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This installment of the After Effects Apprentice series introduces 3D space in Adobe After Effects. Authors Chris and Trish Meyer highlight key design considerations for working in 3D and provide step-by-step instructions for enhancing a scene with 3D lights and cameras. The course explores integration between Photoshop and After Effects, including modeling 3D objects with Repoussé extrusions and creating dimensional still images, and offers tips on using the different Axis Modes and maintaining maximum quality in 3D. There's also a chapter dedicated to the ray-traced 3D renderer, introduced in After Effects CS6, which allows you to build 3D layers into your composites, with realistic motion blur, depth of field, and reflections.
The After Effects Apprentice videos on lynda.com were created by Trish and Chris Meyer and are designed to be used on their own and as a companion to their book After Effects Apprentice. We are honored to host these tutorials in the lynda.com library.
The next subject I want to talk about with 3D is the concept of Multiplaning. To clean up my display, I've closed my previous comp. Since I'm going to show you two different ways of doing this, I'm going to select this composition and do Command+D on Mac, Ctrl+D on Windows to duplicate it. And I'll open up my duplicate to start out. What we have here are a wide variety of layers, representing shrubbery, different buildings, even clouds in the scene. And as we can see from the way these layers overlap, the shrubbery is closest to us, the skyscraper and the clouds are further away.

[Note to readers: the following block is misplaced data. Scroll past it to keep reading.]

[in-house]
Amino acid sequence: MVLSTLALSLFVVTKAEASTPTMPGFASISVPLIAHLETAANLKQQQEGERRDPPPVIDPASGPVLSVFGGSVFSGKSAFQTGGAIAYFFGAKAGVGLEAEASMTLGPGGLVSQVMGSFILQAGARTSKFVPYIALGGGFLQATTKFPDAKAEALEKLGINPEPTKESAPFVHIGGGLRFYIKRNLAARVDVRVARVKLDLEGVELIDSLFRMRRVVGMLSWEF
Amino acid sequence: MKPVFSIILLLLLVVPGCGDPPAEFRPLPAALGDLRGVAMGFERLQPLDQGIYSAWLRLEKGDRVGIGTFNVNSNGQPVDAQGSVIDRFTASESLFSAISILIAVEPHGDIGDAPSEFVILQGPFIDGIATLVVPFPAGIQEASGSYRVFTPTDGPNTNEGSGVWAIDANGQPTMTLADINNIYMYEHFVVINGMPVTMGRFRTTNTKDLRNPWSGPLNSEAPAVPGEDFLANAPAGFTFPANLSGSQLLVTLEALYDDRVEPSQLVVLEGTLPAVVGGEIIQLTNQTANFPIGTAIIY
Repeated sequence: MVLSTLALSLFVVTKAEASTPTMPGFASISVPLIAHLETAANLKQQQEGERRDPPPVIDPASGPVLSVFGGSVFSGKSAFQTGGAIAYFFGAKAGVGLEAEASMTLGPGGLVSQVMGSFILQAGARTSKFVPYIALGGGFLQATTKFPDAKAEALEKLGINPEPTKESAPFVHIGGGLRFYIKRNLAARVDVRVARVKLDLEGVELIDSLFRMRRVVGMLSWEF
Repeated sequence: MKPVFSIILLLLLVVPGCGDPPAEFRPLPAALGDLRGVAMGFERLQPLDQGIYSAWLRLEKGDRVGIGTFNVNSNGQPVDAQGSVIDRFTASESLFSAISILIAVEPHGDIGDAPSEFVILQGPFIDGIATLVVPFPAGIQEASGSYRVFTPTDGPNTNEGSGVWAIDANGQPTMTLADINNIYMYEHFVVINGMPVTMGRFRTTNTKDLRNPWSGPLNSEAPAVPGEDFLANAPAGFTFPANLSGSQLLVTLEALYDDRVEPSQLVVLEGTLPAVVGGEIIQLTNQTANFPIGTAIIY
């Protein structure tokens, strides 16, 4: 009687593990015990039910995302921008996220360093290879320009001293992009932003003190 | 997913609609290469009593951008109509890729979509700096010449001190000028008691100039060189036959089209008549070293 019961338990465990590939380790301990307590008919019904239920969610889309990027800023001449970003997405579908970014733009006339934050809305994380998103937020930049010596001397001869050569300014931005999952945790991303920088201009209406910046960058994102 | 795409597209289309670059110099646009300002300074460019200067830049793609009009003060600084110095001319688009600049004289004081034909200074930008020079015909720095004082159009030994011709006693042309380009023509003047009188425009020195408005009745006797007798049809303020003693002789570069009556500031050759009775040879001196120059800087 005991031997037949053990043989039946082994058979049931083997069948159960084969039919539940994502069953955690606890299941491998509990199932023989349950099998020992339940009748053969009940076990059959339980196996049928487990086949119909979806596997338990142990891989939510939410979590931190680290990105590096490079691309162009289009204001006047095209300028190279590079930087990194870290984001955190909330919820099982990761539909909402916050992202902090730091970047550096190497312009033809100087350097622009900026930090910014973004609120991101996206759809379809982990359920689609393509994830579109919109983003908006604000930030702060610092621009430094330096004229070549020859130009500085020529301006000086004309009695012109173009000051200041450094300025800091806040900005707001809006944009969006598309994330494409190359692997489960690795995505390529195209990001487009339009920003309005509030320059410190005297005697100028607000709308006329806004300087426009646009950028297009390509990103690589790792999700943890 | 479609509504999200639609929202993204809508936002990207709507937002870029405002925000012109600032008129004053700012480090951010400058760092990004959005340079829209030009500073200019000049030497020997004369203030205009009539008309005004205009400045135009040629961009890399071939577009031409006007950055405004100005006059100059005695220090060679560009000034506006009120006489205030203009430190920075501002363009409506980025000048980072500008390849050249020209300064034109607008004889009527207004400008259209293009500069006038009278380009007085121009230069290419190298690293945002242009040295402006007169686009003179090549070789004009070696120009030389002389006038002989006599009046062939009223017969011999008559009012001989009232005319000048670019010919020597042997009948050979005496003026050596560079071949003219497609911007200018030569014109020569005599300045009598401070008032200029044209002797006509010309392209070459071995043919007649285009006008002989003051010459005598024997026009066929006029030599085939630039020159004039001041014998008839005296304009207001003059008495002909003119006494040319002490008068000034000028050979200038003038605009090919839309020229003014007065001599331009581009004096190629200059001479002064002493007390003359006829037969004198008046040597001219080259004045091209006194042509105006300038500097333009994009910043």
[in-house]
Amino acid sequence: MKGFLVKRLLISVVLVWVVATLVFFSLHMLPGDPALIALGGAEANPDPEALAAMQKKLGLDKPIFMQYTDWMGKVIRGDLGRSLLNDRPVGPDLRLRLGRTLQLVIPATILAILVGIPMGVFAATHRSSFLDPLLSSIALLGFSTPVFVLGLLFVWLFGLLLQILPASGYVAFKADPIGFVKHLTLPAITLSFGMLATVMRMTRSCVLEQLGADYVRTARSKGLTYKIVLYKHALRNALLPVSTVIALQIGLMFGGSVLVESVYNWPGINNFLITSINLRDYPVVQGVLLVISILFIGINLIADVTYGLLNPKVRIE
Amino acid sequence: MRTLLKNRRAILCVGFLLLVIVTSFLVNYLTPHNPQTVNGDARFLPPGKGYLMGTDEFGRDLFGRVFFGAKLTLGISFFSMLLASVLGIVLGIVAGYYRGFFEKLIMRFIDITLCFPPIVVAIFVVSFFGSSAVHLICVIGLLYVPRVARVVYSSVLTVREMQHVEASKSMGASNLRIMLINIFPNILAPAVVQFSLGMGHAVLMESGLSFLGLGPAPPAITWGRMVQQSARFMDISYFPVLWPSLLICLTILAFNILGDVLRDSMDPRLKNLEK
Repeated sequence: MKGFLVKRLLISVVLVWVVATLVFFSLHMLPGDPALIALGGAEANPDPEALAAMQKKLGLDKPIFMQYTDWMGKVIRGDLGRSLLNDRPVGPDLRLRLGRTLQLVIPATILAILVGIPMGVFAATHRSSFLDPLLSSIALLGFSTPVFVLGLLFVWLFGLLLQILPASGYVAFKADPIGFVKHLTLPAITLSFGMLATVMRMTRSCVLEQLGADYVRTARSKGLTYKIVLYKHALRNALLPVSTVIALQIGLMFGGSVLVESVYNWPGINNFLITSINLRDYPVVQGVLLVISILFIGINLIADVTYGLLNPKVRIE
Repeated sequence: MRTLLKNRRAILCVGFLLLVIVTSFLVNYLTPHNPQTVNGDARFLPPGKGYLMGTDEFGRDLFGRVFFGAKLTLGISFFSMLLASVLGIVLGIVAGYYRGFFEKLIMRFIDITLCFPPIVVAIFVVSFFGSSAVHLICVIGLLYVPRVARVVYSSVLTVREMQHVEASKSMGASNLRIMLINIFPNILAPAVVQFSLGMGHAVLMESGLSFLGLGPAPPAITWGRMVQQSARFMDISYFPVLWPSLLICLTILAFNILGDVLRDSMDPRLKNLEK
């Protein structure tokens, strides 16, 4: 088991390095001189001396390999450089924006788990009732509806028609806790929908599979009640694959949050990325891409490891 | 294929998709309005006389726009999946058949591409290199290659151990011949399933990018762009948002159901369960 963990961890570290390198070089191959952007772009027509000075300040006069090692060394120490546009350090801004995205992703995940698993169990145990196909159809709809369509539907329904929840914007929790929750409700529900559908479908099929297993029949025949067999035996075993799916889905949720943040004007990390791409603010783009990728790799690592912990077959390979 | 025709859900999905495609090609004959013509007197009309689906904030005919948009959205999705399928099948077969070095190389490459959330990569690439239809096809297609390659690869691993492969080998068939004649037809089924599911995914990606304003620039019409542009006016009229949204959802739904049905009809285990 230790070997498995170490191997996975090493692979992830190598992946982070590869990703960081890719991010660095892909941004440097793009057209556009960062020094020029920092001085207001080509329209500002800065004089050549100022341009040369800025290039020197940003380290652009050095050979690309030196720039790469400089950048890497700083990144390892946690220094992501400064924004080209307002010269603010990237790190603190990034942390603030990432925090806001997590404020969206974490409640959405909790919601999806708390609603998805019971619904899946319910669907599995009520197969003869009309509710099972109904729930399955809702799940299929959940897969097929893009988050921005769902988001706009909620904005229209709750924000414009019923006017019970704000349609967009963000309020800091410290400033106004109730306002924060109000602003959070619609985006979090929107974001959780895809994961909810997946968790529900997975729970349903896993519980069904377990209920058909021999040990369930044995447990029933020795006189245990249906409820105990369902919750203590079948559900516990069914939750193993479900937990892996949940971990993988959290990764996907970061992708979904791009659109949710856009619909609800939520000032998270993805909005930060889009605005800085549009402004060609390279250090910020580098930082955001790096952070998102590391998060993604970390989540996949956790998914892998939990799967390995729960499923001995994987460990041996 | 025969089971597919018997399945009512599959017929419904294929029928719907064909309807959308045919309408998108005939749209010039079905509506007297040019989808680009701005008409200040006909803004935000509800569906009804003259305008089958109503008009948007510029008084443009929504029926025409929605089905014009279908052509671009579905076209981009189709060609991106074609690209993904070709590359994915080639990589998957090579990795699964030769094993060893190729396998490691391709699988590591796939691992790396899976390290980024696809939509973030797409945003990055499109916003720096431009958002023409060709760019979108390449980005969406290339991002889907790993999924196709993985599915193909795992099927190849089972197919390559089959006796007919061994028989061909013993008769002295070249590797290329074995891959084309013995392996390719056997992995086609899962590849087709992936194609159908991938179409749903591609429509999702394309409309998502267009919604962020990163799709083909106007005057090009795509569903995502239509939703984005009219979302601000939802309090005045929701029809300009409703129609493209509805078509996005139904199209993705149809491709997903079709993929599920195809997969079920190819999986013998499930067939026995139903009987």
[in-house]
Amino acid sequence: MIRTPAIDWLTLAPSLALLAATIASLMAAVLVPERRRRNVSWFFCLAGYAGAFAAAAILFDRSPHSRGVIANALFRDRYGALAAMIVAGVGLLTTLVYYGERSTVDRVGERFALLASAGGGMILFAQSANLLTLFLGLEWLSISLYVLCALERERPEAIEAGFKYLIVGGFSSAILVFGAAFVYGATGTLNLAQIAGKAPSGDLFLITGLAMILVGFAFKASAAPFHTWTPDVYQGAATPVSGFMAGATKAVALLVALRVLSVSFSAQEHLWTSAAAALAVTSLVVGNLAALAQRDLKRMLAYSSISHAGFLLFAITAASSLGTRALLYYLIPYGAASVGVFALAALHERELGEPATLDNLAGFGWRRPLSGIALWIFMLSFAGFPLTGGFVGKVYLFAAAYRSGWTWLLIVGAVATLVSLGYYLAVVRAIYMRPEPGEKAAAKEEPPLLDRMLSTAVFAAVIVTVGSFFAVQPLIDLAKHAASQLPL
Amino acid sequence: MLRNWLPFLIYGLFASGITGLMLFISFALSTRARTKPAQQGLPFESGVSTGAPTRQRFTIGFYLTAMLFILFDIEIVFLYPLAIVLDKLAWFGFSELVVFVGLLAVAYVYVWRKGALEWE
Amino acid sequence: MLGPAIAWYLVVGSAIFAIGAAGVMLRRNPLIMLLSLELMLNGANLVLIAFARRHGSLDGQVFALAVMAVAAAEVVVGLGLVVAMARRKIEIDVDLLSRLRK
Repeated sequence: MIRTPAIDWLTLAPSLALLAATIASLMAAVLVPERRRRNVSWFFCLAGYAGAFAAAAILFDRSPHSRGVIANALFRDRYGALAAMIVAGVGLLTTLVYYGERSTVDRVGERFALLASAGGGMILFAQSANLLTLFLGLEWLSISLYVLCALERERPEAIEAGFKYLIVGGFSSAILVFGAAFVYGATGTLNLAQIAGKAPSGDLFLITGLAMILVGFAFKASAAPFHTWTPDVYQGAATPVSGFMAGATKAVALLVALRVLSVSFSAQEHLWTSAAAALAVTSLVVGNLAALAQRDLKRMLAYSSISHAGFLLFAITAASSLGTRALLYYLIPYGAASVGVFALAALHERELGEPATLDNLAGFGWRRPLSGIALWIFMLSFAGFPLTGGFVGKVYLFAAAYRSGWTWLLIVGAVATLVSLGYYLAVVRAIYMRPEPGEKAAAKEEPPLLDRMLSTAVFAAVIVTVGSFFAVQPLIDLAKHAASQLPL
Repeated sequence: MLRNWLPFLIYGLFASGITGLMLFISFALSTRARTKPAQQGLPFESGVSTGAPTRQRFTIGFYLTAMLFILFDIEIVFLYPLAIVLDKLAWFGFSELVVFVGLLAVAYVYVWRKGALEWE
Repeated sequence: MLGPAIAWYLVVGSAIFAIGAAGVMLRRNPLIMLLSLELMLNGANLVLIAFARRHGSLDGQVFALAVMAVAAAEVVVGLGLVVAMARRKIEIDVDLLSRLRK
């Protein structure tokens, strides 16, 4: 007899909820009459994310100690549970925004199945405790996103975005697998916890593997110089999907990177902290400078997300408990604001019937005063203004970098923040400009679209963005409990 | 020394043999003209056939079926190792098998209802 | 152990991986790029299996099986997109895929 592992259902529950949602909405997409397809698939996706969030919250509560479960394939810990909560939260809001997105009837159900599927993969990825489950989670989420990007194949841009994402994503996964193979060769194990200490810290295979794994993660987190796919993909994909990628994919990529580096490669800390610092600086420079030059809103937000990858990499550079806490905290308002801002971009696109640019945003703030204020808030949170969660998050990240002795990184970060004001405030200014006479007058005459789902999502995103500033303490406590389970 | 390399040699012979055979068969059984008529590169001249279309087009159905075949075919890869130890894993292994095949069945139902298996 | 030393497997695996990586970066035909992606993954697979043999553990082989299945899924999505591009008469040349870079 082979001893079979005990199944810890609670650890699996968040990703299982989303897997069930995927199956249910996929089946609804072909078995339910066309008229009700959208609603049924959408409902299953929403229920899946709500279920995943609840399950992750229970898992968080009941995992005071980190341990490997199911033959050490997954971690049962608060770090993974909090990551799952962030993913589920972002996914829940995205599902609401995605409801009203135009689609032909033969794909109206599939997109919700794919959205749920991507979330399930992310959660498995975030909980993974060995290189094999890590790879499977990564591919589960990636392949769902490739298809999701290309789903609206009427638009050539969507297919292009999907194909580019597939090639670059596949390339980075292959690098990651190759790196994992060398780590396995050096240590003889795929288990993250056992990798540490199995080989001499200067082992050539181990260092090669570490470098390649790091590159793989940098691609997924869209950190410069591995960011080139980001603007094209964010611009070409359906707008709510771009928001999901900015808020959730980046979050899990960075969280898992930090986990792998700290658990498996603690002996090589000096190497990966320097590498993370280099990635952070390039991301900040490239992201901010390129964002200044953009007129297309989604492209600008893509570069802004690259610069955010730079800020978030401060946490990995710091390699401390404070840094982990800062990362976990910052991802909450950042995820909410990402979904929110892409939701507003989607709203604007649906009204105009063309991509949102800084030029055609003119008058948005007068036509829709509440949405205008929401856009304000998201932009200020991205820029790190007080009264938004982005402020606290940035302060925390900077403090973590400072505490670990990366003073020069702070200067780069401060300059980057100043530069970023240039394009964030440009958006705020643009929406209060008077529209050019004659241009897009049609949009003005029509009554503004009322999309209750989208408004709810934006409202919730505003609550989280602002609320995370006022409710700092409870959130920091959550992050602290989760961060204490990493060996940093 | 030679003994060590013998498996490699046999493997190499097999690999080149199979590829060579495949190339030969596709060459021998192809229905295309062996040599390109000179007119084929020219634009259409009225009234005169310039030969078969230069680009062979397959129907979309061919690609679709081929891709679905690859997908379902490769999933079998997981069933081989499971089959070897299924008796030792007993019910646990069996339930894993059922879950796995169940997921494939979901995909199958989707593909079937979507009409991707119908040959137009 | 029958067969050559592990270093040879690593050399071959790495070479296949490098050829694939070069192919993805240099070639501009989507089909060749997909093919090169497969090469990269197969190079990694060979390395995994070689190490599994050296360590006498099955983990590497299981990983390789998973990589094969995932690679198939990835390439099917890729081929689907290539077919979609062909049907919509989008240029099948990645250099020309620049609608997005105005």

Now, normally when you're driving down the street looking out the side window of your car, things close to you move by faster. Things further away, such as clouds in the distance, appear to move slower. This is a natural phenomenon in the real world. However, that's not the way things happen normally in a 2D composition in After Effects. I'm going to press Home to turn back to Time 0. I have all of these layers Parented to my Null Object so they all move in unison, and I'm going to press 0 on the numeric keypad to equip a quick RAM Preview.
Since all of these layers are tied to the Null, they're all moving at the same speed, and for reasons we just mentioned that's not realistic. Things closer should be moving faster, thing further away should be slower. Well, I already have the Null animating. I'll press U to reveal its keyframes, and in a 2D composition I could go about manually animating these layers at different speeds. I'll go back to the start and say, this tree and this house should be moving faster, because they are closer.
To make my life a little bit easier I'm going to go ahead and Parent that tree to this house. That means I only need to animate the house and the tree will come along for the ride. I'll press P for the house to reveal its Position, enable its keyframing, and say, okay, I need you to move faster, so I need you to start further over to the right, at the beginning of this animation, I'm going to press End, and say you need to move further over to the left when you end this animation. That way the house moves faster than my other layers.
And just look at one other example. I'm going to look my two clouds back here. I'm going to Parent one cloud to the other just to simplify things. Select the last cloud, P for Position. Make sure my Current Time Indicator is at the start, enable keyframing, and in this case the clouds don't move as much. So they need to start more towards the center, press End, and End closer to the center. And again, as I drag my Current Time Indicator, now I'm finally getting that Multiplaning look. With the house in front, the closest object is moving faster.
The object furthest away is moving slower. But you can quickly see how tedious this becomes. This still isn't very realistic, I need to do these intermediate buildings, I need to this further away buildings, it's a lot of work. Well, Multiplaning is something that just comes naturally in 3D space. And that's what I want to demonstrate to you in the next two movies.
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